This comprehensive definition has been generally adopted and approved by courts and text-writers. 28 C. J. 729, and notes; 12 R. C. L. Good Will, § 2.
In Howard v. Taylor, supra, our court proceeded to say:
"It has been held in many cases, that a sale or lease of the premises with the stock of merchandise, accompanied by the good will, does not, of itself, imply a promise not to engage in business of the same kind in the locality, nor preclude the seller from soliciting the custom of the public by the usual modes of advertisement, or solicitation."
The question is there left undecided.
"It is not to be understood that by the good will going with the sale the seller would be precluded from re-engaging in the same business in the same locality. That result does not follow without a special agreement to that effect."
The question was not, perhaps, directly involved in the case, but the whole question of good will as applied in partnerships had been exhaustively studied and treated
We take our cases as a recognition and approval of the prevailing rule, and strongly persuasive here. Hilton v. Hilton, 89 N.J. Eq. 182, 104 A. 375, L.R.A. 1918F, 1174 et seq.; Wessell v. Havens, 91 Neb. 426, 136 N.W. 70, Ann. Cas. 1913C, 1377; Ranft v. Reimers, 200 Ill. 386, 65 N.E. 720, 60 L.R.A. 291; 12 R. C. L. Good Will, §§ 12, 13; 28 C. J. 939; 20 Cyc. 1279.
The authorities, in the main, considering a covenant not to compete, as a thing apart from "good will," have disallowed parol evidence to vary or enlarge the meaning of that term when used to describe the thing sold as an incident to a going business. See authorities, supra; Whitehead v. Lane, 72 Ala. 39; Jones v. Trawick's Adm'r, 31 Ala. 253; Main v. Radney (Ala.) 39 So. 981; Hall's Appeal, 60 Pa. 458, 100 Am. Dec. 584; 22 C. J. 1097-1120.
Studying the question on principle as applied to a café business, it may be said the good will sold was the lure of the place for the public seeking that service. Entering into its making was the name, the location, the reputation as to quality, quantity, and prices of food, the service, including promptness, cleanliness, politeness, and furnishings, the general atmosphere, including the effect of the crowd of pleased customers, and the sheer habit of going to that place. It is unquestioned that good will may constitute a leading element of value in a going business. In creating such good will, the personal presence, reputation, management, and manner of the seller may have greatly contributed.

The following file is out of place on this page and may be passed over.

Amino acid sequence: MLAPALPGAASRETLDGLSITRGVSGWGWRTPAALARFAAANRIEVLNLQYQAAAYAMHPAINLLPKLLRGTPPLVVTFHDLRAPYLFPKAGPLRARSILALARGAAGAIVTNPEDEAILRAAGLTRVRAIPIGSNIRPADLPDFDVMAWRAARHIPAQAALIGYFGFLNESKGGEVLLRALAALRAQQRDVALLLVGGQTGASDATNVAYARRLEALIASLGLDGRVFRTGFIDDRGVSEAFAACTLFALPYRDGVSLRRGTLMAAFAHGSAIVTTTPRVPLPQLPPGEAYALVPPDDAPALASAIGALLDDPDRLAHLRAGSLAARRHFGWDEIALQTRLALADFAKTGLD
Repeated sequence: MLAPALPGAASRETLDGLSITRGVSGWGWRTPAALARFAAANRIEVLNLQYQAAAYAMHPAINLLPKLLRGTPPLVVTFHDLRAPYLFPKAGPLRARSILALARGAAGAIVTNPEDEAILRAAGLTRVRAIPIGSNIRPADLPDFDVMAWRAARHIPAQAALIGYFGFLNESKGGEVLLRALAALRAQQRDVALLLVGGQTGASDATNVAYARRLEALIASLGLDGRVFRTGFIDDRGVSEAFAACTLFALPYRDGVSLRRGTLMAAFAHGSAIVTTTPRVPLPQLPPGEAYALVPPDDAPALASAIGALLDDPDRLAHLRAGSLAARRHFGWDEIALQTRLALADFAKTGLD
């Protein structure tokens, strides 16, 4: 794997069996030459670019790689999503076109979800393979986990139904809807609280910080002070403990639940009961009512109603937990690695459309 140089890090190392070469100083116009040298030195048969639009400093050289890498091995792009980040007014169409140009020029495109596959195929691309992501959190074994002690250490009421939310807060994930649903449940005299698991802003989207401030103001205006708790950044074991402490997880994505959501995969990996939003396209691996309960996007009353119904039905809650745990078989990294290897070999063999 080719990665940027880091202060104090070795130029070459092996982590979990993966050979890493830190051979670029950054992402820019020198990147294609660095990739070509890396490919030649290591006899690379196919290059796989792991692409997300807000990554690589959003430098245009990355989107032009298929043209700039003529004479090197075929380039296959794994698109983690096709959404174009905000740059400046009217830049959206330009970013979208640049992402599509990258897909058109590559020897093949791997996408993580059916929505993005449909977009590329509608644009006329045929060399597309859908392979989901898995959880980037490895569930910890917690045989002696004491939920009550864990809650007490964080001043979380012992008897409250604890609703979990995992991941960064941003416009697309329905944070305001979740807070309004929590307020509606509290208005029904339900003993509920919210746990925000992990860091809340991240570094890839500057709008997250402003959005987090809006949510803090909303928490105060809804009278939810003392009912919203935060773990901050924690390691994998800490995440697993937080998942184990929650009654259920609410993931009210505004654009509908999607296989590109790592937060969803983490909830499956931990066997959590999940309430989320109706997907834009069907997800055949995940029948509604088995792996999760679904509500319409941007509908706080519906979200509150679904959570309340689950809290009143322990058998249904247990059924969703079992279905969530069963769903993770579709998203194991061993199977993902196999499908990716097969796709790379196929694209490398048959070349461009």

Now, on a sale, in the nature of things, this personal element is withdrawn. The purchaser takes the results of past endeavors in building a business, which he is entitled to take as it is, but unaided by the continuing services of the seller. The personal experience, skill, and reputation of the seller remain his, and cannot pass as a part of the good will of a business.
It cannot be gainsaid that this reputation, etc., employed in a competing business in the same neighborhood, is likely to have an injurious effect on the business of the purchaser. So it is fully recognized that a covenant not to do so is a valid and binding obligation, and its breach will be promptly enjoined. But it is a covenant not to use his own. It is not a property right passing to the purchaser as an incident to the business sold. It is a thing apart from the good will itself — a guaranteed course of conduct for the protection of the good will. If desired, a consideration therefor naturally enters into the deal.
We approve the rule of law that such an implied covenant does not go with a sale of the good will, and that a written contract selling the good will only cannot be enlarged by parol so as to include an express covenant not to engage in a competing business.
Practical considerations aid us in reaching this view. Such a covenant, in the nature of it, calls for definite terms, as to time and place. Here, it is sought to show the covenant applied to the city of Decatur for a period of two years. The general term "good will" would give no intimation of these details.
The promises relied upon must, under the rules of law, be regarded as waived on entering into a written contract omitting them; or must be held a separate, collateral, parol. agreement, avoided by the statute of frauds.
We find no error in the decree dissolving the temporary injunction.
ANDERSON, C. J., and SOMERVILLE and THOMAS, JJ., concur.